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Molecular adaptations of Helicoverpa armigera midgut tissue under pyrethroid insecticide stress characterized by differential proteome analysis and enzyme activity assays

Konus, Metin
Koy, Cornelia
Mikkat, Stefan
Kreutzer, Michael
Zimmermann, Ralf
İşcan, Mesude
Glocker, Michael O.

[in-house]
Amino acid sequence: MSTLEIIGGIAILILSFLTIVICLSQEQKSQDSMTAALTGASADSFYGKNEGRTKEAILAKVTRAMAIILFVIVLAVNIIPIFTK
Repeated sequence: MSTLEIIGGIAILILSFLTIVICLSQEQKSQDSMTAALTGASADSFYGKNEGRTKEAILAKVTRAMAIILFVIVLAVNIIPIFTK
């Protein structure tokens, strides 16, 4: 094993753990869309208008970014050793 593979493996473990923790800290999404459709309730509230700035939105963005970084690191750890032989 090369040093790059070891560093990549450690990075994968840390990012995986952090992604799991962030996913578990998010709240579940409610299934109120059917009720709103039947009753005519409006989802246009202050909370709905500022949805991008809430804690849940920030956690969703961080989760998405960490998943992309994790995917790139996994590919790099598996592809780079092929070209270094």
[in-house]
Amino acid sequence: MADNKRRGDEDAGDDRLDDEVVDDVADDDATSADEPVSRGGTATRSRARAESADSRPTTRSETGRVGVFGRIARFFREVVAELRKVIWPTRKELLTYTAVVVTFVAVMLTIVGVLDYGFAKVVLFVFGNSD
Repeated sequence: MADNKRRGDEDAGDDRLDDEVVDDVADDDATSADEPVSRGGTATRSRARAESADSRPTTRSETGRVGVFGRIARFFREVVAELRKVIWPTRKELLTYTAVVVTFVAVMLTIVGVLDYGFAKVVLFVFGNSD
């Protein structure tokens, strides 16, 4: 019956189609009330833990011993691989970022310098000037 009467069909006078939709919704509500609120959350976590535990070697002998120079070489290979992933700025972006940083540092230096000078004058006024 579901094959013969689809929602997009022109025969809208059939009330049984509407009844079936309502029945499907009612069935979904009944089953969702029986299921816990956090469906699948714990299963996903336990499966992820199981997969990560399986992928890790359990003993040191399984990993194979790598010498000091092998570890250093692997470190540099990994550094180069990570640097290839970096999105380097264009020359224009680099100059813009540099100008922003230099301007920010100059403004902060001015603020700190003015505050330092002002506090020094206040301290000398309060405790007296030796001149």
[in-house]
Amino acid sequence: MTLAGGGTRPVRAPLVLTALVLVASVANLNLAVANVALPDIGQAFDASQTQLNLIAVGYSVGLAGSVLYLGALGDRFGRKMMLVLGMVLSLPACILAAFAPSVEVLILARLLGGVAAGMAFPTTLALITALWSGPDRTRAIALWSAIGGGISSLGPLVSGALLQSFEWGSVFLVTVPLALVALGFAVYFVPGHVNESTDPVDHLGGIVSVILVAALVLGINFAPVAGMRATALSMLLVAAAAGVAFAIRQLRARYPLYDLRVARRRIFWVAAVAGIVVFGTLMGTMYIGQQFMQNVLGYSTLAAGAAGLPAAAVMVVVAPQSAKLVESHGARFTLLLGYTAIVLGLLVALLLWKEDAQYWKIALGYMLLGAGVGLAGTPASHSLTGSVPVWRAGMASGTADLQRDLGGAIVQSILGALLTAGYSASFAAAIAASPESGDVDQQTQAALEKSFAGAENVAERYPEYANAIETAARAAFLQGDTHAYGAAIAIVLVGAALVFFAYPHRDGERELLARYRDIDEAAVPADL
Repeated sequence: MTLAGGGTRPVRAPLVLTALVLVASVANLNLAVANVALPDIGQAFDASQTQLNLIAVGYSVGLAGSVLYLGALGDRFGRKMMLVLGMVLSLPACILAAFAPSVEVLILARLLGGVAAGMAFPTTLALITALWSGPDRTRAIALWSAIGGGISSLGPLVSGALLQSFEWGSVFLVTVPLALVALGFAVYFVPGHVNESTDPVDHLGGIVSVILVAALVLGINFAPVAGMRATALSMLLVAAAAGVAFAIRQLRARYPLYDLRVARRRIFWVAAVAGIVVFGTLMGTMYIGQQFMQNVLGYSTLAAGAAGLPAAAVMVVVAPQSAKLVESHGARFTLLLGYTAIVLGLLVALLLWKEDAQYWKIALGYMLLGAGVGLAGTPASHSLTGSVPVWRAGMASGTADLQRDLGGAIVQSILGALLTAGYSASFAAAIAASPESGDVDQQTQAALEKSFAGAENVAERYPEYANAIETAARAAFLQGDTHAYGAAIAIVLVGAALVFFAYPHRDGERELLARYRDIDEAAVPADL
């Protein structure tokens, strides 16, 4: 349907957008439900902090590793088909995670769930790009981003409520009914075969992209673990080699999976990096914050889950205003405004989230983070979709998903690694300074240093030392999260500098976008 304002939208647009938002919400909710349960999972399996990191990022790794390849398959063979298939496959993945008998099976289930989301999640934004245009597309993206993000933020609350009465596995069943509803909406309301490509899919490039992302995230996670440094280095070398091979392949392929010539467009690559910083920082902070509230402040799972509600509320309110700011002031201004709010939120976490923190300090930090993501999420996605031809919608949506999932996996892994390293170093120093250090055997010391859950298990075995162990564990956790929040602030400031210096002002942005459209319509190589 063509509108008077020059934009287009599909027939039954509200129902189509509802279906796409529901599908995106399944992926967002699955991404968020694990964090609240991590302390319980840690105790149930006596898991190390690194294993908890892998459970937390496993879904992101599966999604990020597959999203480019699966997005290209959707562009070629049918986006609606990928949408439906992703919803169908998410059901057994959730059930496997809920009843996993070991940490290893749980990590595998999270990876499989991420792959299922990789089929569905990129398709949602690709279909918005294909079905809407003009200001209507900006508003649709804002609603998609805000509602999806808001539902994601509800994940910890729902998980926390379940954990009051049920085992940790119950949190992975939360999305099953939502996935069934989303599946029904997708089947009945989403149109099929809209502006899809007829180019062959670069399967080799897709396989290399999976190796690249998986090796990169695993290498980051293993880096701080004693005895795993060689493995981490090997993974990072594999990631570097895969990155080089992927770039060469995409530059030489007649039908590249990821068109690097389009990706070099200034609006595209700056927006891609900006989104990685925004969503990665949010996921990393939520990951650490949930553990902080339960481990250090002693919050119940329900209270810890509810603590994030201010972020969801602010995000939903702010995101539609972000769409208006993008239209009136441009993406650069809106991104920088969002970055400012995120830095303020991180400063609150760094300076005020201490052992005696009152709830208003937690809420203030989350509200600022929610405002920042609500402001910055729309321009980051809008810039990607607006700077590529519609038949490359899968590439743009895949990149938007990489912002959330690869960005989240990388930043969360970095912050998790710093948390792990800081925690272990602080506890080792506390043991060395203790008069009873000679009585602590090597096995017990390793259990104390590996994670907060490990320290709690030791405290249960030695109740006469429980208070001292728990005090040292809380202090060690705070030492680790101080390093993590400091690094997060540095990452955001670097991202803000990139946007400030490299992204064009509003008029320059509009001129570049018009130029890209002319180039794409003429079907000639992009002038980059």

Helicoverpa armigera is an insect that causes important economic losses in crops. To reduce this loss, pyrethroids have been commonly used against H. armigera in farming areas. However, excess and continuous usage of pyrethroids cause resistance in H. armigera. Therefore, expressions of midgut proteins of two H. armigera field populations were compared to those of a susceptible strain by 2-D PAGE and MALDI-ToF-MS. Our results indicate that H. armigera reacts to pyrethroid-induced stress mainly by increasing the expression of energy metabolism-related proteins, such as ATP synthase and arginine kinase. NADPH cytochrome P450 reductase, also up-regulated, could play a role in detoxification of toxic pyrethroid metabolites, such as 3-phenoxybenzaldehyde. Interestingly, while GSTs were not found up-regulated in the comparative proteome analysis, biochemical assays showed significant increases of enzyme activities in both field populations as compared to the susceptible strain. Similarly, although esterases were not found differentially expressed, biochemical assays showed significant increases of esterase activities in both field populations. Thus, esterases are also proposed to be involved in metabolic responses towards pyrethroid insecticide-induced stress. In conclusion, we suggest increased energy metabolism in the midgut tissue of H. armigera as a general prerequisite for compensating the costs of energy-consuming detoxification processes.